And finally, if you are tired of the Gnats search interface you may find these lists helpful... but be aware that they often don't update very rapidly as there are manual steps involved.

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Recent Xen-related Changes to NetBSD-current


April 01, 2009 posted by Alistair Crooks

With all the emphasis on NetBSD-5.0 over the last few months (and, yes, it's looking good now, there may be a third release candidate, and the final bits are being polished off now), NetBSD-current has taken a back seat. Whilst this is quite understandable, there have been some really neat features added recently. Manuel Bouyer has done even more work on NetBSD/Xen, and has added support for an i386 domain0 kernel with PAE support - this requires a i386PAE or x86_64 hypervisor (available in pkgsrc).

He has also added a PCI pass-through support for Xen3. The dom0 kernel gets a pciback PCI driver, to which the device specified in the pciback.hide boot parameter will attach. DomU kernels get a xpci device, to which pci buses will attach.

The virtualisation benefits of NetBSD are growing even more, with the recent sighting of a jym-xensuspend branch in the repository. This branch contains the code required to support the Xen save/restore/migrate facilities. It affects domU frontend drivers (xbd, xennet, xencons, hypervisor), autoconf(9) machinery, as well as MD code (mostly pmap(9)).

I have to thank both Manuel Bouyer and Jen-Yves Migeon for doing so much great work with NetBSD/Xen - formidable

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Supporting "high memory" on NetBSD/sgimips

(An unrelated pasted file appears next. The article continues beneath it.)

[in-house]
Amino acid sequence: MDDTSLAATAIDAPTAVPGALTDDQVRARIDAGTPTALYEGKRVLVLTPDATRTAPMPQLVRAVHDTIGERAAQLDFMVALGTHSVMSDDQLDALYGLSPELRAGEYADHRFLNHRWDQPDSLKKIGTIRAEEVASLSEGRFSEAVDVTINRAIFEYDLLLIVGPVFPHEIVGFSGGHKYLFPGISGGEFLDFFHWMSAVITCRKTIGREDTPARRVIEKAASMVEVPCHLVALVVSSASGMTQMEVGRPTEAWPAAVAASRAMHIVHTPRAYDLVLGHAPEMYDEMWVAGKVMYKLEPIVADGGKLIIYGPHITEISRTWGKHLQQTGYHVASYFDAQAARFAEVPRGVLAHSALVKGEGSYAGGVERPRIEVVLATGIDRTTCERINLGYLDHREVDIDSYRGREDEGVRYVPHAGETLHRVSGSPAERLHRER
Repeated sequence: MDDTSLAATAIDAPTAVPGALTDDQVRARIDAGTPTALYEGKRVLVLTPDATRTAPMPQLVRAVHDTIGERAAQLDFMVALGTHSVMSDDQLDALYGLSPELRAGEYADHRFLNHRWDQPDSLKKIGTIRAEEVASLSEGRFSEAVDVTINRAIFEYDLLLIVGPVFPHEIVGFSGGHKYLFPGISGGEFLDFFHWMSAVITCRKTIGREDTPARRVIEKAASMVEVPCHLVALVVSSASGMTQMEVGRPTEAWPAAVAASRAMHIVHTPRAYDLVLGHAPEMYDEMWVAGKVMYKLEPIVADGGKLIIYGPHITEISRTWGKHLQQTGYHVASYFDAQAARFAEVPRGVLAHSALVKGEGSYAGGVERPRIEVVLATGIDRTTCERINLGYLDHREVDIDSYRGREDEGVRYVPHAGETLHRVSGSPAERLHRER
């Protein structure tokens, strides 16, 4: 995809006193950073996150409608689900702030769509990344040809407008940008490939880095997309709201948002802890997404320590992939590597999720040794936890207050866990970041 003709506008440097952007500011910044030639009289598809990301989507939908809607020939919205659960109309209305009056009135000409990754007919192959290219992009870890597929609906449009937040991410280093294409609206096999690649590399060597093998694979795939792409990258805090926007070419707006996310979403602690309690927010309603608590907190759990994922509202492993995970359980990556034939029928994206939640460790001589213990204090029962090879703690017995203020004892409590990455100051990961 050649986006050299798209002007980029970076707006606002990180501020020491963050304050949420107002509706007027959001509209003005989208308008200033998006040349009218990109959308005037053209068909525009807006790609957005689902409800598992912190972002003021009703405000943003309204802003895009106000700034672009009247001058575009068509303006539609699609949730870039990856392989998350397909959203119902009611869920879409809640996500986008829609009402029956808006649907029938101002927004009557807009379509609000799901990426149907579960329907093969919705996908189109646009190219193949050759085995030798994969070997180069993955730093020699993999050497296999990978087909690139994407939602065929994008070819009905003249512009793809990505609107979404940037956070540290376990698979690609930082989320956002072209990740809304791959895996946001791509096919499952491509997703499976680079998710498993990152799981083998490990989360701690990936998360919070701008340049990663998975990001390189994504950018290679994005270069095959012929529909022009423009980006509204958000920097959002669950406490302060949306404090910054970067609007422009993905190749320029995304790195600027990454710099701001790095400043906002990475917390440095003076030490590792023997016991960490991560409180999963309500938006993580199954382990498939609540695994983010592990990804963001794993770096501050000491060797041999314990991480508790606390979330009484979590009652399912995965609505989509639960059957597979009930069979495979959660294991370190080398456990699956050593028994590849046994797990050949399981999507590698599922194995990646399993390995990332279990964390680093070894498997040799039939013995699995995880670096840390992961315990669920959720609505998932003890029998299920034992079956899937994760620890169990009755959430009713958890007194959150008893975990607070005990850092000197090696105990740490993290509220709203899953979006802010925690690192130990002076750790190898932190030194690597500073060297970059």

March 10, 2009 posted by Jared McNeill

I purchased an SGI O2 some years back, and over time I have been finding little bits of time to improve support for the hardware on NetBSD. One of the things that has always bothered me is that NetBSD could not use more than 256MB of RAM, so I set out to fix it.

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NetBSD LVM stripe target available


March 09, 2009 posted by Adam Hamsik

Thanks to the hard work of Reinoud Zandijk, NetBSD now has stripe target for device-mapper driver available. With updated device-mapper driver, user can create striped Logical Volume.

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WAPBL fixes committed to NetBSD-current


February 23, 2009 posted by Alistair Crooks

Andrew Doran has committed some fixes which address a number of problems with the logging feature of the fast file system. Logging provides for very fast updates of file system control data, and removes the need to check file systems after a system outage. The full details can be found in Andrew's commit message.